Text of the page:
David West

david-west

Robin Mills went to Lyme Regis to meet artist David West. This is his story.

“I was born in 1939, in South London; the war had just started. I had a brother two years older, and a sister born a year after me.  A second brother was born some fourteen years later. During the war I was sent to Bournemouth to live with my aunt, who was experiencing some difficulty in her marriage; the family felt she would benefit from having a young child to look after; so I was sent as a kind of sacrificial lamb. My aunt was very angry with her situation, and spent time stabbing the furniture with a knife, saying “I’ll kill him, I’ll kill him”. And then, when she was knocked off her bicycle by a goat and broke her leg, I couldn’t stop laughing, so I was sent back to London and the Blitz.

At a young age I believe I was clear about what I wanted to do. I can remember the paintings I did from when I was 5. My father, an interpreter during the war, ran away to Paris as a teenager in the 1920’s, living a life like George Orwell’s “Down and out in Paris and London”. I was about six or seven when I first saw my father; until then I had been brought up by my mother and grandmother. As a middle child I was often left on my own, and frequently I wandered off, later being brought home by the police. When my father suddenly returned home, I resented his discipline. My mother was very timid, with a passion for knitting. Neither showed any interest in art.

As a 15-year old, I hitch-hiked alone to Spain. I had saved £15 from a Saturday milk-round (with horse and cart), and made my way to Barcelona. I made friends with two anglophile brothers who ran a restaurant. There were very few tourists in 1954. I sketched the customers; some would buy me a meal in return, and after 3 months I came back still with £15 in my pocket. Maybe, my trip to Barcelona was an echo of my father’s independent spirit, his teenage escape to Paris.

I met Barbara at Camberwell School of Art; we were in the same year in the painting  department. After leaving I started teaching part-time, but I found it stifling and uncreative.  Barbara and I decided to go off to France, and then to Spain. We planned to get married in Madrid, but the ambassador at the Embassy got distracted by the Real Madrid football team and forgot about us. Eventually we married in Gibraltar, and spent a year painting in Andalusia.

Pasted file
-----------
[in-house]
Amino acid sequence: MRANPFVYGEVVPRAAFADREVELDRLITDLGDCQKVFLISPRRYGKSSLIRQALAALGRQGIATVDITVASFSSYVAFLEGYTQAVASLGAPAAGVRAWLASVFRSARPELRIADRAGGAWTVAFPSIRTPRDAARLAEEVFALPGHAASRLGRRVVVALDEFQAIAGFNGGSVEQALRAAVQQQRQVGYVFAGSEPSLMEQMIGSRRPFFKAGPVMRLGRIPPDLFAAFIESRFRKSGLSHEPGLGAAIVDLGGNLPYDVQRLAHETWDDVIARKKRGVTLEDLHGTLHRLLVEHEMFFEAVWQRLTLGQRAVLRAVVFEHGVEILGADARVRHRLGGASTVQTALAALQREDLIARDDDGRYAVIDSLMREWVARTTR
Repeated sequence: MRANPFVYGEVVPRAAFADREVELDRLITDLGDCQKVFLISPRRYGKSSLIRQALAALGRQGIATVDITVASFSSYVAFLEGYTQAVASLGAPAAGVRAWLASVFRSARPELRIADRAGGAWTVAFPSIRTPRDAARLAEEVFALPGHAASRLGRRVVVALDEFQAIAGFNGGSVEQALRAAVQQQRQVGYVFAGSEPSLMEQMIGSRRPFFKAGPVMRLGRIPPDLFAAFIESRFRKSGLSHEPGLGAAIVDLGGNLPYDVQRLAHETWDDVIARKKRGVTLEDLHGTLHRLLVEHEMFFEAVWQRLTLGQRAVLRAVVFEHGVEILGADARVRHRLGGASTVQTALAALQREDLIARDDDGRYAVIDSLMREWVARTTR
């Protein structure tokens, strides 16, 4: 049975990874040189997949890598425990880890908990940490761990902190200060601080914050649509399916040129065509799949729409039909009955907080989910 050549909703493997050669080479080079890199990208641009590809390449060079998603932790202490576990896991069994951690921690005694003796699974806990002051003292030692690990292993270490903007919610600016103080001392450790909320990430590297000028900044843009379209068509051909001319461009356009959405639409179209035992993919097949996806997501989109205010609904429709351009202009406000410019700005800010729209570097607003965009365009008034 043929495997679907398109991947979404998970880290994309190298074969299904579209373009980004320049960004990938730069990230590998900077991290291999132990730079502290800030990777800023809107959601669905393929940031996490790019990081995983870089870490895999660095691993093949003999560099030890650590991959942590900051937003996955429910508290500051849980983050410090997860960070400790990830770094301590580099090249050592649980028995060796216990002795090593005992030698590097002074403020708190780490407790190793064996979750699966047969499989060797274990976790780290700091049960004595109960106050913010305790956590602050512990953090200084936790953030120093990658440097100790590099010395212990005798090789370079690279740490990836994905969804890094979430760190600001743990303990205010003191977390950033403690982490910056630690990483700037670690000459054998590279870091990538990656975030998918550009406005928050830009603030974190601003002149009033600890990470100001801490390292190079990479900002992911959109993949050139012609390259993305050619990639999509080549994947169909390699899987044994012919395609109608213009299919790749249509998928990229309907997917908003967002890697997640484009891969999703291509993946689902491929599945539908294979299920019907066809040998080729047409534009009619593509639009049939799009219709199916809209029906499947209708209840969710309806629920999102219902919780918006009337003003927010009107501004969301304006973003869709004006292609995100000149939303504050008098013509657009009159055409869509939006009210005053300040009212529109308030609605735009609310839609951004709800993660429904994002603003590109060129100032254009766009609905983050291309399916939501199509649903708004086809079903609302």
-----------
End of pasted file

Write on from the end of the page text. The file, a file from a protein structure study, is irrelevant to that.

When we came back to London I tried to paint on shapes that were not predetermined, and not confined by the rectangular. I soon found that canvas wasn’t suitable for this approach. I explored various ideas, such as sectional kites using cane, with muslin and paper. Most were made as large birds. I have always been interested in early ecclesiastic painting and furniture, so it seemed natural for me to paint on wood. I began to make simple miniatures of about 60 different regional styles of vernacular buildings, followed by more complicated architectural pieces, in the form of boxes, cupboards and small furniture. We were also restoring a house we had just bought.

When our daughter Esme was born in 1972, I gave up teaching, and lived on what we could earn as artists. Barbara taught part-time, whilst I looked after Esme. I made her lots of toys, including a doll’s house. A little later I was asked to make another. I went on to spend seven years making a miniature house and a series of carved “garden shelves” to surround it. The front was based on Eagle House, Mitcham, Surrey, a run-down Georgian house remembered from childhood. The interiors were based on different houses I had seen, some invented. The house stands about 8ft high. Ornately carved, very intricate and elaborately decorated, it opens on four sides. Whilst making it, I was able to develop many of my earlier ideas, and my woodworking skills. The house was exhibited at Fischer Fine Art, London in 1984, before going into a private collection.